At two in the afternoon, the two cattle, my two brothers, two young boys who were escort herders and I, started the thirty-five mile walk to our village. My brother had already nicknamed the young red feisty bull “Gumuza” which means to “husk corn” and the calm black one “Boma” which means “town”. We briskly walked and chatted in the sizzling African afternoon sun passing several villages and a school. The two escort herders frequently whipped the young bulls back into the narrow dirt road and bush paths each time the animals broke and wildly wandered off into the bush.
At sunset, we arrived at a stream on the Western side on the outskirts of the Lundazi town. The escort herders released the two cattle from the yoke although they were still tethered to along rope. The bulls grazed for a while and drunk some water in the nearby stream while we sat down to rest. Our dinner comprised three small buns for each person with some margarine on them. We downed them with a cup of plain water sweetened with a couple of teaspoons of sugar stirred into it using a small twig.
As darkness fell, we began walking the rest of the twenty-three miles to our home village. In the moonless dark night, we followed the light glimmer of the narrow small dirt road. The flashlight drove the bulls berserk becoming belligerent and wildly taking off into the bush. We could not use the flashlight. We passed many villages and three schools with our hoofed merchandise. Two trucks passed us carrying gigantic loads of cotton from the scattered village markets back into the Lundazi town. Hour after hour we placed one foot in front of the other. We plodded along and sweated as we followed the faint glare of the narrow, meandering, rough, and sandy dirt road.
We were a few miles from our destination and we had been walking for a total of nine long hours. We were all so exhausted that each one more step required much more will power than energy since there was practically no energy left in all of us including the two bulls. At one thirty in the morning we finally arrived at our village. The two bulls; Gumuza and Boma were released from the yoke and feasted on some raw pumpkins. My sister-in-laws cooked a long awaited hot meal as we talked to my mom and dad about our long trip. I was already thinking of the two young bulls, Gumuza and Boma, not just as beasts that can be sold at a whim. They were part of the family. Even the young eight and ten year old nephews, who were to herd the cattle, were roused by the excitement and woke up to admire the two new members of the Tembo family as they grazed behind my house in the dark. I finally understood why pastoralists everywhere in Africa and the rest of the world are often reluctant to part with their animals even if they have a large herd. Two myths were broken:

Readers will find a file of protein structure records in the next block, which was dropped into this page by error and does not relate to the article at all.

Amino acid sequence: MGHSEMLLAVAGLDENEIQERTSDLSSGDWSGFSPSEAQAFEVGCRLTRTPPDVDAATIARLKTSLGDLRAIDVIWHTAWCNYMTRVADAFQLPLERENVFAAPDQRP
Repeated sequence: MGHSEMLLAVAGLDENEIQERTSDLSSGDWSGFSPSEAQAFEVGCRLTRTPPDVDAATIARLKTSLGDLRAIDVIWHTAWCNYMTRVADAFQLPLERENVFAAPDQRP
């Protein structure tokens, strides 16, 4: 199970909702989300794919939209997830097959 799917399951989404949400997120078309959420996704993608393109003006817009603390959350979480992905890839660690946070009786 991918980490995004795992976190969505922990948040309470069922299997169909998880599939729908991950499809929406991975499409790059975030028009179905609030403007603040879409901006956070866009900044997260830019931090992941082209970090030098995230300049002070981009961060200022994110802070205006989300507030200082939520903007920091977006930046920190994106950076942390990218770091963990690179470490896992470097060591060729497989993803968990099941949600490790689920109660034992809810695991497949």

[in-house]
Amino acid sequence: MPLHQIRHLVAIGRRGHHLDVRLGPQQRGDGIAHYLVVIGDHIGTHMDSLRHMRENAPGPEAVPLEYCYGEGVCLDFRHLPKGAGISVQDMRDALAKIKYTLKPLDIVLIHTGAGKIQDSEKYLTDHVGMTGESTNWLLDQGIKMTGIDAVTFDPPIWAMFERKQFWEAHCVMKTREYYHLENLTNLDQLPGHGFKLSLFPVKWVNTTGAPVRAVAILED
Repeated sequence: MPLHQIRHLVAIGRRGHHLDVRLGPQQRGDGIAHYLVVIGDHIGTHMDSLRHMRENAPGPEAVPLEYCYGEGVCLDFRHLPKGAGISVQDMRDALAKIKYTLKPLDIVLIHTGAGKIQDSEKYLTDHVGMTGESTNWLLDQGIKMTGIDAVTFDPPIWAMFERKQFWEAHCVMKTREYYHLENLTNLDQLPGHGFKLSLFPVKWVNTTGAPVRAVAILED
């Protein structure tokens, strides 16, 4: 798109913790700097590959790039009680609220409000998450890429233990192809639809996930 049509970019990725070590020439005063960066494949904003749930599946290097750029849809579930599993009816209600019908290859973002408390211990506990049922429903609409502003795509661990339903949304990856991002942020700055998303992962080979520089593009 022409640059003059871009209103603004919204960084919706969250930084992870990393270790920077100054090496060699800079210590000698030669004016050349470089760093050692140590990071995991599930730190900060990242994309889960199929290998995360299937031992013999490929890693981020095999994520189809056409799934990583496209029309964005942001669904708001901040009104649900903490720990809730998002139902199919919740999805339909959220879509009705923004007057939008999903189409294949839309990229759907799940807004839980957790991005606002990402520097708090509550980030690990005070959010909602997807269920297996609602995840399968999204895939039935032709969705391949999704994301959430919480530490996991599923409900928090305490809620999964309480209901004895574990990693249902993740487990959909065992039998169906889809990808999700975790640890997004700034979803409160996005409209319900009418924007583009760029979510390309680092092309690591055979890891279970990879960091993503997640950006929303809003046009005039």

- That a “fat” African who has lived an American life style of a soft life cannot ride a bike for numerous miles let alone walk for thirty-five miles. Incidentally being “fat” is so rare among the people in the villages of Africa that it is seen as a culturally positive thing. A young American Peace Corps volunteer was shocked recently when she was called “fat” when she first arrived in the village. But she has since learnt that being “fat” is used in a positive sense among the Tumbuka people and traditional Zambians and rural Africans in general.
- The second myth is that peasant cattle owners and pastoralists in traditional rural Africa are irrational when they refuse to willy-nilly sell their animals even sometimes in the face of hunger and starvation. They perhaps truly love and sometimes deeply care more for the animals than their own lives, money and material modern consumer commodities.